Country diary: This great white egret lives up to its name

·2-min read
<span>Photograph: European Wildlife/Alamy</span>
Photograph: European Wildlife/Alamy

All dressed up in its feathered best, alone among a crowd of waterfowl, the grebe on the lake has nothing to do but dive. It would seem the bird that fished through winter in monochrome has coloured up for the spring to no avail. An alluring chestnut ruff, a jaunty little black crest; all adornment is redundant for this great crested grebe without the presence of a mate. And if breeding is the reason for being, then its summer is already over. The grebe upends and sinks out of sight. This is, after all, a fishing lake.

Standing at the water’s edge on an islet just a few metres away is another lone individual, and the first of its kind I have seen in this county. I should be whooping with delight, and I do, but silently, for I know its relations well, and they are generally a timid lot. Sure enough, a squabble of greylag geese causes this bird to raise its head, and extend its neck in alarm to full heron height.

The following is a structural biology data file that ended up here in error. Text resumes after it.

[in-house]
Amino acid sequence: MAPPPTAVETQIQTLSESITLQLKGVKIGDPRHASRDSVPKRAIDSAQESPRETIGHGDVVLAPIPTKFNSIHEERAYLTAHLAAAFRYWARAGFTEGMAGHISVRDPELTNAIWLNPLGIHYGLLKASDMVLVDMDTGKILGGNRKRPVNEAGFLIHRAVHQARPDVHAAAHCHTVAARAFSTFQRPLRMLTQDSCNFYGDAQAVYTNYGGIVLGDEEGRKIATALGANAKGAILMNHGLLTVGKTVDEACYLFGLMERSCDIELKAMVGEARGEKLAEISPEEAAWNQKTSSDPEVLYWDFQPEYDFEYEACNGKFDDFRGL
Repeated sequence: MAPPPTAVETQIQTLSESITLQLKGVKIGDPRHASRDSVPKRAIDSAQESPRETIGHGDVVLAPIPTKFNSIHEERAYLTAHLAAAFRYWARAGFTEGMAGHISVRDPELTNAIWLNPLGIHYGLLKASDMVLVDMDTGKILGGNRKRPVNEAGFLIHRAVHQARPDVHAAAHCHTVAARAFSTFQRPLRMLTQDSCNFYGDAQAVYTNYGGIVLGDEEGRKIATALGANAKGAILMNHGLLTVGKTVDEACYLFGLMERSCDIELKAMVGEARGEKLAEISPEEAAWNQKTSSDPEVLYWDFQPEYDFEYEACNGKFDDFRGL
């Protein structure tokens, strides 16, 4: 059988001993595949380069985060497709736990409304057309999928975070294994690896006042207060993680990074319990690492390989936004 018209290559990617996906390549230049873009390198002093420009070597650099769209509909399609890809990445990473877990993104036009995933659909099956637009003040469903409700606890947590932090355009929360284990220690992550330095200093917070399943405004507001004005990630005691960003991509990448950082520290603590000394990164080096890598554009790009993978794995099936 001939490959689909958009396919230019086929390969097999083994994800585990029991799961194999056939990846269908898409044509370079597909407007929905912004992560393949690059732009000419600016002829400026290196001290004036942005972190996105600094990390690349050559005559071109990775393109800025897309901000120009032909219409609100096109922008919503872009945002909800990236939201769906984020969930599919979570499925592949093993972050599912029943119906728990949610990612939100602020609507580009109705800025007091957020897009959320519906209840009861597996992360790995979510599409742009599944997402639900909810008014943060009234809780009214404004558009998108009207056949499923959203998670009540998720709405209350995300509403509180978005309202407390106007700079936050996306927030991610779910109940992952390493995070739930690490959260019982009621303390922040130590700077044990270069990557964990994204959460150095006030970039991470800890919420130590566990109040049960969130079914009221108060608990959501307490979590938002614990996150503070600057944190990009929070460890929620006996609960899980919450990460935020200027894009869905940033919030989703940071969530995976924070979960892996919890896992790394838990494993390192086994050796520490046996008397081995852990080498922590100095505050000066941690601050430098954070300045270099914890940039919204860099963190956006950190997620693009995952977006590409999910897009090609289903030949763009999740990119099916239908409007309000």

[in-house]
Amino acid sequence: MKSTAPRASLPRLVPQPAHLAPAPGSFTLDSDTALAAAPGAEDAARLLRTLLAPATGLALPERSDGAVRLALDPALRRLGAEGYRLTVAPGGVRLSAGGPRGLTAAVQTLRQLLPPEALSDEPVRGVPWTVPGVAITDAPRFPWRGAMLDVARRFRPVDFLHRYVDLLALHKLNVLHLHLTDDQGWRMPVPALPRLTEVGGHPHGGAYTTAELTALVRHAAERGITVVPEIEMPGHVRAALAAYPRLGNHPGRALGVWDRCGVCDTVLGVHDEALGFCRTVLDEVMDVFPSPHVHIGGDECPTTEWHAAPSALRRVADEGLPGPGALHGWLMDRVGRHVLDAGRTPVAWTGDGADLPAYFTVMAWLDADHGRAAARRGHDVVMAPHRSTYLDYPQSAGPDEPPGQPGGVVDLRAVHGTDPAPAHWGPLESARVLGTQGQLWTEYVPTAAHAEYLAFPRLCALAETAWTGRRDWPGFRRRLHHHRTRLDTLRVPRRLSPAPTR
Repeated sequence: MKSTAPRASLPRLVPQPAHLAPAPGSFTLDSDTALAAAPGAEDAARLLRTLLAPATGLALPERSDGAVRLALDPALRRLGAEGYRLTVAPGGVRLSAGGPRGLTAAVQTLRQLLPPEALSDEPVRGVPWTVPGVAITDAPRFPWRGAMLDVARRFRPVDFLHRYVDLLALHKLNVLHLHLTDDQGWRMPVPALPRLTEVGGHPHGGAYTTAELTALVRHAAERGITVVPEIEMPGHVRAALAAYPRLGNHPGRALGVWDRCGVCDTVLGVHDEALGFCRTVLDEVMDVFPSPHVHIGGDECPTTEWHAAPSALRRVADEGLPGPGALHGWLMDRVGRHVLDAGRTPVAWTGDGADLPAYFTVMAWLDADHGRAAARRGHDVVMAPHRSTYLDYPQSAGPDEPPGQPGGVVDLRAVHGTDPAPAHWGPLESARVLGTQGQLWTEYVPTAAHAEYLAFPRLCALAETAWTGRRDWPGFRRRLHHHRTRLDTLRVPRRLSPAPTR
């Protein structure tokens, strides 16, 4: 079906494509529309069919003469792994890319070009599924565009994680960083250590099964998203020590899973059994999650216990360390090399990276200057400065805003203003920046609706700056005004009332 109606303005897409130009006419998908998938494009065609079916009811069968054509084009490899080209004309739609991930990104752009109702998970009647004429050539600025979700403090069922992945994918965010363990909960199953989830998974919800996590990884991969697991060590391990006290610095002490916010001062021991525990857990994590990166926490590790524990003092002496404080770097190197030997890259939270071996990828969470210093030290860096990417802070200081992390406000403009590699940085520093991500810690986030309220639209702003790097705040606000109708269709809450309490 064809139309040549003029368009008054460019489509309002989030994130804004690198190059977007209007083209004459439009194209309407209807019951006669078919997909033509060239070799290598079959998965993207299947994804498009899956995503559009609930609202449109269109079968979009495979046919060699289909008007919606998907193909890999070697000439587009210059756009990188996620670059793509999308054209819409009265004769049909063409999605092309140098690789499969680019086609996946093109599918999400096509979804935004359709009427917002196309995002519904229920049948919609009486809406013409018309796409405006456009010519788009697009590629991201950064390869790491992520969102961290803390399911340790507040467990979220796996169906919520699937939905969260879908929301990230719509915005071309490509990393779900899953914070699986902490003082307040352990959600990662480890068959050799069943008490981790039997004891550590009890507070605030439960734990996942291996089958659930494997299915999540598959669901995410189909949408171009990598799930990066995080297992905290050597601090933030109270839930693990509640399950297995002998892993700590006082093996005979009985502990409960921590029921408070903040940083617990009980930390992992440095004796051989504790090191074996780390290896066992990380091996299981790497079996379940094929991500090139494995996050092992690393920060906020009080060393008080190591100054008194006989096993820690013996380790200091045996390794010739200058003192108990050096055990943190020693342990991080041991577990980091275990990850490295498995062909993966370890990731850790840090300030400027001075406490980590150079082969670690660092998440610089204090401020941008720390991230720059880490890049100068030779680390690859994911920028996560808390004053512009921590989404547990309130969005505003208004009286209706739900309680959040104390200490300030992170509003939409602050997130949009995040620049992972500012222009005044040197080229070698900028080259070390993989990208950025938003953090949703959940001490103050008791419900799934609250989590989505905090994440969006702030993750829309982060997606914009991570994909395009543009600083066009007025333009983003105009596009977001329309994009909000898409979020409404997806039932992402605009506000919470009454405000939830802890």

A great crested grebe on the lake at Sefton Park, Liverpool
‘All adornment is redundant for this great crested grebe without the presence of a mate.’ Photograph: Peter Byrne/PA

No question this bird fits every word of its name. Great. White. Egret. Whiter than a snow-white swan, it’s a true egret in appearance, though its length makes it impossible to confuse with its diminutive cousins, the cattle and little egrets. A lifting breeze flicks up a tiny detail on the back of its neck, the hint of an aigrette, the so-called tuft of breeding plumes. A feature without a purpose for this bird, for in all likelihood this egret is in the vanguard of the celibate pioneers, overshooting the Channel by accident or design. Numbers of great whites in the UK are rising and more are finding company to mate, but this arrival looks set to spend the season alone.

After a few minutes of head up on guard, the egret relaxes a little by withdrawing into the typical no-neck heron hunch. Something catches its eye, for it shoots out its beak, then draws it right back as if it were an arrow held in a bowstring. A spot of fishing for Billy no-mates?

• Country diary is on Twitter at @gdncountrydiary